Airberlin’s days are very much numbered. The airline filed for insolvency over a month ago, and has a temporary loan from the German government as airberlin’s creditors go through the process of selling off their assets. We know what companies are interested in buying airberlin’s limited assets. The airline leases most of their planes, so the only real value is some of their slots and terminal assignments, as well as the ease with which another airline can ramp up operations by taking over parts of airberlin (though hopefully with a better business model).
We’ve learned that airberlin will be discontinuing many of their longhaul flights as of September 25, 2017. This isn’t because they think they’ll run out of money as of that date, but rather because the company from which they’re leasing their A330s is taking them back as of that date, as they’re (understandably) scared they won’t be paid for them any longer.
This compromises most of airberlin’s A330 fleet, and as you might expect, it’s tough to operate longhaul flights without planes able to operate the routes. What’s especially interesting here is what will be happening with these planes.
German media is reporting that Lufthansa’s low cost Eurowings division will be leasing 10 A330s from AerCap as of November 2017, and will be launching flights to the Caribbean using those planes. According to the story, Eurowings will use these A330s to fly from Dusseldorf to Varadero, Punta Cana, Cancun, and Puerto Plata.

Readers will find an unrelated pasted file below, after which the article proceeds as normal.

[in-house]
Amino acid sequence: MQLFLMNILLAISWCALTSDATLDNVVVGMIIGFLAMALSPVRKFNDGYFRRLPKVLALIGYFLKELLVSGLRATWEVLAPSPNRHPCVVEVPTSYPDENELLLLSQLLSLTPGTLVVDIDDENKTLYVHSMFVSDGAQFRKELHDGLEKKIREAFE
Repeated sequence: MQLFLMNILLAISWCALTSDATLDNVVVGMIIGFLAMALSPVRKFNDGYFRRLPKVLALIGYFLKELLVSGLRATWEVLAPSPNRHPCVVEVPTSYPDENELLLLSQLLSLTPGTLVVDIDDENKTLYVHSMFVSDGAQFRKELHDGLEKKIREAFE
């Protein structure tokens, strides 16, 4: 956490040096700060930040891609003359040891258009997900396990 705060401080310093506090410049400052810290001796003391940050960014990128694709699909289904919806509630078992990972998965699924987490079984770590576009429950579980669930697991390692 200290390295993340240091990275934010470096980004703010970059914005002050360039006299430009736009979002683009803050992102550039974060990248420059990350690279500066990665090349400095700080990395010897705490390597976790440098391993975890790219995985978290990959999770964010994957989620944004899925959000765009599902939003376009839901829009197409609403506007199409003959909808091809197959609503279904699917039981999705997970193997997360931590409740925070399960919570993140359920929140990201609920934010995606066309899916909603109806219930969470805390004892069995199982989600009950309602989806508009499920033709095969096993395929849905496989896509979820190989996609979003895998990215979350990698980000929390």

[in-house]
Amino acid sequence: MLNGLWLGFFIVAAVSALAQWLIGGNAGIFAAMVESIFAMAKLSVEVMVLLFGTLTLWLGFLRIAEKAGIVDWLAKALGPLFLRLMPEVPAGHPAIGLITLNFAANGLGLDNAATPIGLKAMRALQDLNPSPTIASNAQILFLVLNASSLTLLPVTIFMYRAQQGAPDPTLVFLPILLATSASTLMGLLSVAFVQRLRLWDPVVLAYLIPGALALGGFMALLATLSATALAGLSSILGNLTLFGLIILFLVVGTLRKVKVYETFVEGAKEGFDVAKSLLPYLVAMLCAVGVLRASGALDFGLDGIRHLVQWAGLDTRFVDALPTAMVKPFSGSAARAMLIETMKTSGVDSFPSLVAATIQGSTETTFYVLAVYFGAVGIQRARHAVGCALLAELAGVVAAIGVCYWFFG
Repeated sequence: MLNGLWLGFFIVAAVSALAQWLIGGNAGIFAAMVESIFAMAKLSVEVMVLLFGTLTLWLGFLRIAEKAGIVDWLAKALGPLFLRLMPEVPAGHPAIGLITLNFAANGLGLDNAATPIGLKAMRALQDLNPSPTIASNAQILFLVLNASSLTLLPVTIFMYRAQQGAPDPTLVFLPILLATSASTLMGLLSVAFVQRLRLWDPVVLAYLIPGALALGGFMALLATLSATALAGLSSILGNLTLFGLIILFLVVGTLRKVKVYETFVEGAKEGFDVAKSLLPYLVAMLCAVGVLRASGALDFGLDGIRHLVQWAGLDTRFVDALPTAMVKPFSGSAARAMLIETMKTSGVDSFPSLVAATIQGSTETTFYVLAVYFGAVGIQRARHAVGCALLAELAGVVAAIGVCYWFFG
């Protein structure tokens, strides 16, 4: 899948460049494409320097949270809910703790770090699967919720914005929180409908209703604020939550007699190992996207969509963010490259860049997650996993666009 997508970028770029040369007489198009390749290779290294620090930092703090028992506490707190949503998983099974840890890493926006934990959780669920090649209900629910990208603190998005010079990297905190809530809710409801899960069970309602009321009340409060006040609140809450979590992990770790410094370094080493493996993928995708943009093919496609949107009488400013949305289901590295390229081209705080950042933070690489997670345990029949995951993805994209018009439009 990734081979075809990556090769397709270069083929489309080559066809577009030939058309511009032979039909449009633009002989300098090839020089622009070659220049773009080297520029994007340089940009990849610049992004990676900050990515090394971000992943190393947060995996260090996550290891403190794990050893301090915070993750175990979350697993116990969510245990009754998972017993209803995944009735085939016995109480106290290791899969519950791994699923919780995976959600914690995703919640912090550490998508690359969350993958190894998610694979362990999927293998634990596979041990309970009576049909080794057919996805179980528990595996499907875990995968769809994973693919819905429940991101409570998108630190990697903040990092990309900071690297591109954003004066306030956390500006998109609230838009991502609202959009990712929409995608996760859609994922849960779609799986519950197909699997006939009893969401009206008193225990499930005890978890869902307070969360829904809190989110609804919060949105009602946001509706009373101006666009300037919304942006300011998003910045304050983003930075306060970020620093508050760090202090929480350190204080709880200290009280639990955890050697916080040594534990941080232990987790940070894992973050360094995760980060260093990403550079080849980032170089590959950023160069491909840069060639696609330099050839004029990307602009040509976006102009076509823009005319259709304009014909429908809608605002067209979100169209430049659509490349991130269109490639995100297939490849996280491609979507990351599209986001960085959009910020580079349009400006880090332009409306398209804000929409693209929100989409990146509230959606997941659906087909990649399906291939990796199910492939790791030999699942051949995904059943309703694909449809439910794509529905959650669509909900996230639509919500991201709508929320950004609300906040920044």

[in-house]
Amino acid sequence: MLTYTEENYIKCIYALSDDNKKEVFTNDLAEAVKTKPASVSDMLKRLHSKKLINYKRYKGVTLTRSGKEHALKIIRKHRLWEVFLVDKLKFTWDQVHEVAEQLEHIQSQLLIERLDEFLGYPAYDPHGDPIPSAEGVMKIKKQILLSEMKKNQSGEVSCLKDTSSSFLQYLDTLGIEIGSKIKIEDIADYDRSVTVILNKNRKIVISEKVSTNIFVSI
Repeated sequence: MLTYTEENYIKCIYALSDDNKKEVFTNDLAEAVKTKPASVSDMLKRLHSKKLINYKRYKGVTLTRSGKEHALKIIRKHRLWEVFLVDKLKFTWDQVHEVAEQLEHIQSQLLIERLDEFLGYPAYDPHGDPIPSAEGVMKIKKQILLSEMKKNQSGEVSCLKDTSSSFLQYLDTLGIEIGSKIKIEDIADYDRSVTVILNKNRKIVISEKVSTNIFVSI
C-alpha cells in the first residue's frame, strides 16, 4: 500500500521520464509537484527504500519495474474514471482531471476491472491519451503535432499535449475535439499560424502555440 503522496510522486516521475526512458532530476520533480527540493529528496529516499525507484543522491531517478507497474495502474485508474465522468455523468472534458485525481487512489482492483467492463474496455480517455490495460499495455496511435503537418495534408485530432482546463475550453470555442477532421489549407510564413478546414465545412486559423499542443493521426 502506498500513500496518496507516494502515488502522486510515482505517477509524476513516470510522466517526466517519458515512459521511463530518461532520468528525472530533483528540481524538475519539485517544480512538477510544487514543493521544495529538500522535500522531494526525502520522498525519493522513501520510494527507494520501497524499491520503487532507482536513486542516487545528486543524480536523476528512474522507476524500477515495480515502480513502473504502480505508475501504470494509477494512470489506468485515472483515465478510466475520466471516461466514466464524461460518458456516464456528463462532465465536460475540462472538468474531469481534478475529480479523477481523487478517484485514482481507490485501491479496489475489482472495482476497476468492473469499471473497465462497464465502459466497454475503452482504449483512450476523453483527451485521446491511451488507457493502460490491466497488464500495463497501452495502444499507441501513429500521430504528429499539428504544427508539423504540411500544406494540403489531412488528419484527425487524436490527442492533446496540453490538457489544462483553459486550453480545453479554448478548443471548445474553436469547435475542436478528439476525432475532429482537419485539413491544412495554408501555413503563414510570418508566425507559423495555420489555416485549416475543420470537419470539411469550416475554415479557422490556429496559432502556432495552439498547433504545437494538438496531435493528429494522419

This is brilliant. We’ve known that Lufthansa has offered a sum in the hundreds of millions of Euros to take over parts of airberlin, including up to 90 planes. What they’re really paying for is the privilege of taking over the leases on planes, gates, existing agreements, etc. Perhaps to a greater extent, they’re paying in order to keep these routes and planes away from their competitors (this is especially true for shorthaul flying, as EasyJet is keen to expand in Germany). However, if Lufthansa can get their hands on airberlin’s former planes and launch routes without much trouble, why would they pay airberlin extra for the privilege of facilitating it?
I’ll be curious to see if Lufthansa at all revises their offer in light of this.
Well played, Lufthansa.